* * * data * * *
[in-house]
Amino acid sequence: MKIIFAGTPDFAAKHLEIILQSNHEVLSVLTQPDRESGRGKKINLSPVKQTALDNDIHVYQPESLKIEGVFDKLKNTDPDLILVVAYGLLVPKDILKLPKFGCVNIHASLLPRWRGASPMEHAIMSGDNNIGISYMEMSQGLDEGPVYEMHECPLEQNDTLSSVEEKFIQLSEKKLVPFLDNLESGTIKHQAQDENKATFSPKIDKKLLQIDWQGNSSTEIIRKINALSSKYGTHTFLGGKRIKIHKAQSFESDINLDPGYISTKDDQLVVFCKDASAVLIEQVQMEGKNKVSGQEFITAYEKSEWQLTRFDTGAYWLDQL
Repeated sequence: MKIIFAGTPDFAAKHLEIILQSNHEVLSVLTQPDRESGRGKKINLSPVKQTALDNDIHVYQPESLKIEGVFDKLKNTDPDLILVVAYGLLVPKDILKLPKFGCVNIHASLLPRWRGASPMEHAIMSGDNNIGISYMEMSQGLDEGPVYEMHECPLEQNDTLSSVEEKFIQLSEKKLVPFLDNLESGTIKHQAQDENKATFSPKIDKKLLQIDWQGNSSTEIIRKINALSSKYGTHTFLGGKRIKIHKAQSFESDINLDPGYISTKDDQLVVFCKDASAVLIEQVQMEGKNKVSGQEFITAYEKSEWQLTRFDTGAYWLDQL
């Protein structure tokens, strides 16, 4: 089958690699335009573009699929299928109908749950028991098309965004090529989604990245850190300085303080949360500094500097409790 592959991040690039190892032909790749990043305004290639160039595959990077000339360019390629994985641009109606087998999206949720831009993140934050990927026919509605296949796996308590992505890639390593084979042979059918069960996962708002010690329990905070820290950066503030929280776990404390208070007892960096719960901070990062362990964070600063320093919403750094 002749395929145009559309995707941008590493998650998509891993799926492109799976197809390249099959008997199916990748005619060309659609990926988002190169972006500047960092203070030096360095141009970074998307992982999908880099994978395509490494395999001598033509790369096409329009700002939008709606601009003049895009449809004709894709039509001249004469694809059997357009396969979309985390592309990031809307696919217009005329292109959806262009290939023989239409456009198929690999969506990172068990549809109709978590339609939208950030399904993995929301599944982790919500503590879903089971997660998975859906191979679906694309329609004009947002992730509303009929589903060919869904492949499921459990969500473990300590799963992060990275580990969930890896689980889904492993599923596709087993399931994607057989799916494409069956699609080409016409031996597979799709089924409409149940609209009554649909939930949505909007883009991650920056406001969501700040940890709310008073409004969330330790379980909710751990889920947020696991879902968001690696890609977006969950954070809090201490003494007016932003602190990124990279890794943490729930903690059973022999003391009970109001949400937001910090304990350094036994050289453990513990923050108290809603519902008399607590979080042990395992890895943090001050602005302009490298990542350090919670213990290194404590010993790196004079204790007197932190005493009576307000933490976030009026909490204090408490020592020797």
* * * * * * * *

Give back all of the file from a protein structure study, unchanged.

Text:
[in-house]
Amino acid sequence: MKIIFAGTPDFAAKHLEIILQSNHEVLSVLTQPDRESGRGKKINLSPVKQTALDNDIHVYQPESLKIEGVFDKLKNTDPDLILVVAYGLLVPKDILKLPKFGCVNIHASLLPRWRGASPMEHAIMSGDNNIGISYMEMSQGLDEGPVYEMHECPLEQNDTLSSVEEKFIQLSEKKLVPFLDNLESGTIKHQAQDENKATFSPKIDKKLLQIDWQGNSSTEIIRKINALSSKYGTHTFLGGKRIKIHKAQSFESDINLDPGYISTKDDQLVVFCKDASAVLIEQVQMEGKNKVSGQEFITAYEKSEWQLTRFDTGAYWLDQL
Repeated sequence: MKIIFAGTPDFAAKHLEIILQSNHEVLSVLTQPDRESGRGKKINLSPVKQTALDNDIHVYQPESLKIEGVFDKLKNTDPDLILVVAYGLLVPKDILKLPKFGCVNIHASLLPRWRGASPMEHAIMSGDNNIGISYMEMSQGLDEGPVYEMHECPLEQNDTLSSVEEKFIQLSEKKLVPFLDNLESGTIKHQAQDENKATFSPKIDKKLLQIDWQGNSSTEIIRKINALSSKYGTHTFLGGKRIKIHKAQSFESDINLDPGYISTKDDQLVVFCKDASAVLIEQVQMEGKNKVSGQEFITAYEKSEWQLTRFDTGAYWLDQL
């Protein structure tokens, strides 16, 4: 089958690699335009573009699929299928109908749950028991098309965004090529989604990245850190300085303080949360500094500097409790 592959991040690039190892032909790749990043305004290639160039595959990077000339360019390629994985641009109606087998999206949720831009993140934050990927026919509605296949796996308590992505890639390593084979042979059918069960996962708002010690329990905070820290950066503030929280776990404390208070007892960096719960901070990062362990964070600063320093919403750094 002749395929145009559309995707941008590493998650998509891993799926492109799976197809390249099959008997199916990748005619060309659609990926988002190169972006500047960092203070030096360095141009970074998307992982999908880099994978395509490494395999001598033509790369096409329009700002939008709606601009003049895009449809004709894709039509001249004469694809059997357009396969979309985390592309990031809307696919217009005329292109959806262009290939023989239409456009198929690999969506990172068990549809109709978590339609939208950030399904993995929301599944982790919500503590879903089971997660998975859906191979679906694309329609004009947002992730509303009929589903060919869904492949499921459990969500473990300590799963992060990275580990969930890896689980889904492993599923596709087993399931994607057989799916494409069956699609080409016409031996597979799709089924409409149940609209009554649909939930949505909007883009991650920056406001969501700040940890709310008073409004969330330790379980909710751990889920947020696991879902968001690696890609977006969950954070809090201490003494007016932003602190990124990279890794943490729930903690059973022999003391009970109001949400937001910090304990350094036994050289453990513990923050108290809603519902008399607590979080042990395992890895943090001050602005302009490298990542350090919670213990290194404590010993790196004079204790007197932190005493009576307000933490976030009026909490204090408490020592020797």